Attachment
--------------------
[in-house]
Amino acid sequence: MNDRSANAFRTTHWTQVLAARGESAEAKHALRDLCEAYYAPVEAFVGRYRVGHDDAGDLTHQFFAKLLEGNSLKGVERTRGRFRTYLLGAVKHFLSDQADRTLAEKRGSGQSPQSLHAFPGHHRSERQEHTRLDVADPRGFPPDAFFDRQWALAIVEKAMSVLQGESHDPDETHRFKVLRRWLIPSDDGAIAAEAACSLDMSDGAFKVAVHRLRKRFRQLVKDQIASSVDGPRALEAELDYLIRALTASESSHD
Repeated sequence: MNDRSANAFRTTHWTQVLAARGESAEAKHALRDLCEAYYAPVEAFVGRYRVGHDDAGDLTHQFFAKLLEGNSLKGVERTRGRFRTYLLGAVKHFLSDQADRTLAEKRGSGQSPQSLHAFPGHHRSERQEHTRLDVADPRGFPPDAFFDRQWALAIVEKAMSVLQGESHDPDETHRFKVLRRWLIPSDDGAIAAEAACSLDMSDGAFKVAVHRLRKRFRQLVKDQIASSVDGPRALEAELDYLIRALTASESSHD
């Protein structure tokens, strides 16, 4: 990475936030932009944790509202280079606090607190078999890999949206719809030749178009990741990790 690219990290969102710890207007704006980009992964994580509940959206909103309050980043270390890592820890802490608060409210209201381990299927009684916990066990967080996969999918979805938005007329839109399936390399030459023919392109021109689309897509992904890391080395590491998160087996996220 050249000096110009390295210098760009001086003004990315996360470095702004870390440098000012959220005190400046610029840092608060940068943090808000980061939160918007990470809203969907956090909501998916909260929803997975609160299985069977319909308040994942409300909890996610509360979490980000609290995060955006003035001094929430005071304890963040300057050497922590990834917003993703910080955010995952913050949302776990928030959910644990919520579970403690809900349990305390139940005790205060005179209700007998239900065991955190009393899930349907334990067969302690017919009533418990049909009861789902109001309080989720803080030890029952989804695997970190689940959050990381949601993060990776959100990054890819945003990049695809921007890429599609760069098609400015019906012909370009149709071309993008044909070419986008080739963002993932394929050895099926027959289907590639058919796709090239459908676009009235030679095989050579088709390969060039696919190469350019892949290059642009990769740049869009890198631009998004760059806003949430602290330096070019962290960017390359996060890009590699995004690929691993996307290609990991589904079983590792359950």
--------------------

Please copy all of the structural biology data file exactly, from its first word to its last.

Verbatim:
[in-house]
Amino acid sequence: MNDRSANAFRTTHWTQVLAARGESAEAKHALRDLCEAYYAPVEAFVGRYRVGHDDAGDLTHQFFAKLLEGNSLKGVERTRGRFRTYLLGAVKHFLSDQADRTLAEKRGSGQSPQSLHAFPGHHRSERQEHTRLDVADPRGFPPDAFFDRQWALAIVEKAMSVLQGESHDPDETHRFKVLRRWLIPSDDGAIAAEAACSLDMSDGAFKVAVHRLRKRFRQLVKDQIASSVDGPRALEAELDYLIRALTASESSHD
Repeated sequence: MNDRSANAFRTTHWTQVLAARGESAEAKHALRDLCEAYYAPVEAFVGRYRVGHDDAGDLTHQFFAKLLEGNSLKGVERTRGRFRTYLLGAVKHFLSDQADRTLAEKRGSGQSPQSLHAFPGHHRSERQEHTRLDVADPRGFPPDAFFDRQWALAIVEKAMSVLQGESHDPDETHRFKVLRRWLIPSDDGAIAAEAACSLDMSDGAFKVAVHRLRKRFRQLVKDQIASSVDGPRALEAELDYLIRALTASESSHD
């Protein structure tokens, strides 16, 4: 990475936030932009944790509202280079606090607190078999890999949206719809030749178009990741990790 690219990290969102710890207007704006980009992964994580509940959206909103309050980043270390890592820890802490608060409210209201381990299927009684916990066990967080996969999918979805938005007329839109399936390399030459023919392109021109689309897509992904890391080395590491998160087996996220 050249000096110009390295210098760009001086003004990315996360470095702004870390440098000012959220005190400046610029840092608060940068943090808000980061939160918007990470809203969907956090909501998916909260929803997975609160299985069977319909308040994942409300909890996610509360979490980000609290995060955006003035001094929430005071304890963040300057050497922590990834917003993703910080955010995952913050949302776990928030959910644990919520579970403690809900349990305390139940005790205060005179209700007998239900065991955190009393899930349907334990067969302690017919009533418990049909009861789902109001309080989720803080030890029952989804695997970190689940959050990381949601993060990776959100990054890819945003990049695809921007890429599609760069098609400015019906012909370009149709071309993008044909070419986008080739963002993932394929050895099926027959289907590639058919796709090239459908676009009235030679095989050579088709390969060039696919190469350019892949290059642009990769740049869009890198631009998004760059806003949430602290330096070019962290960017390359996060890009590699995004690929691993996307290609990991589904079983590792359950």